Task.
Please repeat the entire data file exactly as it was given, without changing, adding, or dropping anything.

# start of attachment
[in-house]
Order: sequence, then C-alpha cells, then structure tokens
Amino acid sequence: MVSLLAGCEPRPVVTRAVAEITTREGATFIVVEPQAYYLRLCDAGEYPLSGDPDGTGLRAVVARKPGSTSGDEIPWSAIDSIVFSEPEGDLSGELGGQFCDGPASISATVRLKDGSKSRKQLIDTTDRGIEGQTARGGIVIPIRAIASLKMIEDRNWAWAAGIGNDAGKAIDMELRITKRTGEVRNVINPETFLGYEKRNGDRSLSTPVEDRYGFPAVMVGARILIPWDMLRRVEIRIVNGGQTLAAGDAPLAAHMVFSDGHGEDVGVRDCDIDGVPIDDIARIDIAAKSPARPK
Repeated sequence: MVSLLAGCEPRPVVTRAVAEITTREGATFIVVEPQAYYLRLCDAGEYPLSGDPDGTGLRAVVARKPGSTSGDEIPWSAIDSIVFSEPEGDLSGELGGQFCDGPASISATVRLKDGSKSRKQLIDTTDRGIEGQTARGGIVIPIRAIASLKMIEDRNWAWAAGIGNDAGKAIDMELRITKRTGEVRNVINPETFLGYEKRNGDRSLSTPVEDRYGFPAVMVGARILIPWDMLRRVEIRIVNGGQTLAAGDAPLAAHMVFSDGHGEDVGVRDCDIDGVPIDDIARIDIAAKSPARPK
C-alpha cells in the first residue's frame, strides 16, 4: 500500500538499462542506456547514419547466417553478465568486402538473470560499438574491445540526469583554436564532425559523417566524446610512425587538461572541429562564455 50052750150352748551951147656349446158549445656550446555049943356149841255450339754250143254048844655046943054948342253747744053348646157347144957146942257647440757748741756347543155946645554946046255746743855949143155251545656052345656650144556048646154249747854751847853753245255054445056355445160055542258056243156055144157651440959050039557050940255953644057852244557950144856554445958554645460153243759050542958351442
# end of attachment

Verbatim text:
[in-house]
Order: sequence, then C-alpha cells, then structure tokens
Amino acid sequence: MVSLLAGCEPRPVVTRAVAEITTREGATFIVVEPQAYYLRLCDAGEYPLSGDPDGTGLRAVVARKPGSTSGDEIPWSAIDSIVFSEPEGDLSGELGGQFCDGPASISATVRLKDGSKSRKQLIDTTDRGIEGQTARGGIVIPIRAIASLKMIEDRNWAWAAGIGNDAGKAIDMELRITKRTGEVRNVINPETFLGYEKRNGDRSLSTPVEDRYGFPAVMVGARILIPWDMLRRVEIRIVNGGQTLAAGDAPLAAHMVFSDGHGEDVGVRDCDIDGVPIDDIARIDIAAKSPARPK
Repeated sequence: MVSLLAGCEPRPVVTRAVAEITTREGATFIVVEPQAYYLRLCDAGEYPLSGDPDGTGLRAVVARKPGSTSGDEIPWSAIDSIVFSEPEGDLSGELGGQFCDGPASISATVRLKDGSKSRKQLIDTTDRGIEGQTARGGIVIPIRAIASLKMIEDRNWAWAAGIGNDAGKAIDMELRITKRTGEVRNVINPETFLGYEKRNGDRSLSTPVEDRYGFPAVMVGARILIPWDMLRRVEIRIVNGGQTLAAGDAPLAAHMVFSDGHGEDVGVRDCDIDGVPIDDIARIDIAAKSPARPK
C-alpha cells in the first residue's frame, strides 16, 4: 500500500538499462542506456547514419547466417553478465568486402538473470560499438574491445540526469583554436564532425559523417566524446610512425587538461572541429562564455 50052750150352748551951147656349446158549445656550446555049943356149841255450339754250143254048844655046943054948342253747744053348646157347144957146942257647440757748741756347543155946645554946046255746743855949143155251545656052345656650144556048646154249747854751847853753245255054445056355445160055542258056243156055144157651440959050039557050940255953644057852244557950144856554445958554645460153243759050542958351442